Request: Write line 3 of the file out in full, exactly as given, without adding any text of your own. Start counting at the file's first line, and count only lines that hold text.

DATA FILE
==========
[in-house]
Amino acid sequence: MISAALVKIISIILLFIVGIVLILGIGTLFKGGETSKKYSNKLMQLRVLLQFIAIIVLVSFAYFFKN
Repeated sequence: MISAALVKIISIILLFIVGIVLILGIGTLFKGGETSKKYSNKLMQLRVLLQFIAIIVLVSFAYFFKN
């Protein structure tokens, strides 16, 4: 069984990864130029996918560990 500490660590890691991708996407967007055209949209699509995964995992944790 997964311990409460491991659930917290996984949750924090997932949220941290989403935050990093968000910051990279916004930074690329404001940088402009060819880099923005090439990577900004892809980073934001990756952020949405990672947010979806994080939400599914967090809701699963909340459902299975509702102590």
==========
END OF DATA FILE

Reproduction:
Repeated sequence: MISAALVKIISIILLFIVGIVLILGIGTLFKGGETSKKYSNKLMQLRVLLQFIAIIVLVSFAYFFKN